Sunderland’s O’Neill well aware of six-pointer’s importance

Martin O'Neill shows his frustration today
Martin O'Neill shows his frustration today
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MARTIN O’Neill has always been a realist, so no-one needed to tell him, after the 3-1 defeat to Chelsea on Saturday, of the importance of tomorrow’s night’s game against Reading, writes GRAEME ANDERSON.

It’s a relegation six-pointer at the Stadium of Light – even at this stage of the season.

The Royals are one of only two teams below Sunderland in the relegation zone they now share, but even the Championship champions’ miserable run this term is dwarfed by the Black Cats’ ignominious record of two wins in 23 league games.

And Sunderland go into the match knowing they need to up their record against the struggling teams around them if they are to pull clear of the relegation zone.

O’Neill (pictured) is refusing to push the panic button after watching his team play very well in long sections of their last two games – the defeats to Chelsea and Norwich.

And his argument is that if Sunderland win tomorrow when they finally play their game in hand on other sides in the league, the table will not look quite so perilous.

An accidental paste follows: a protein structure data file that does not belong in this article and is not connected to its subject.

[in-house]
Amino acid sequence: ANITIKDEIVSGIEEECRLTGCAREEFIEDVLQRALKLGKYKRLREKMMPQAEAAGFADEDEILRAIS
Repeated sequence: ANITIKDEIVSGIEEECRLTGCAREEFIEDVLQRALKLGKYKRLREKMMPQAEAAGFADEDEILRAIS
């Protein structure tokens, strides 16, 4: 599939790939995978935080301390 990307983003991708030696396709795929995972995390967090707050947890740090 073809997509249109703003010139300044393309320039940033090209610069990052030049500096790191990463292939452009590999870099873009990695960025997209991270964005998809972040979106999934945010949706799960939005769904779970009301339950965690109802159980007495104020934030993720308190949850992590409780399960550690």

“Tuesday against Reading is a big game,” he acknowledged.

“It was always going to be that.

“If we win the game, we actually lift ourselves to 15th in the table, which is not so bad. But that is not the issue – it’s all about points”

O’Neill’s immediate worry when he arrived as Sunderland manager this time last year was that the team had fewer points than game.

But he faces exactly the same concern now and even if Sunderland do win tomorrow, that will only give them 16 points from 16 games.

He remains ultra-confident, though, and was withering in response to a Match of the Day question which asked him whether he was undergoing self-doubts.

Later, he explained: “We were in the bottom three this time last year and got a win against Blackburn which was great for us – winning gives you a psychological boost.

“It would be great to win the game on Tuesday against Reading and win it well.

“But nothing is more important than winning itself because that’s all we need – one or two wins to change things around.”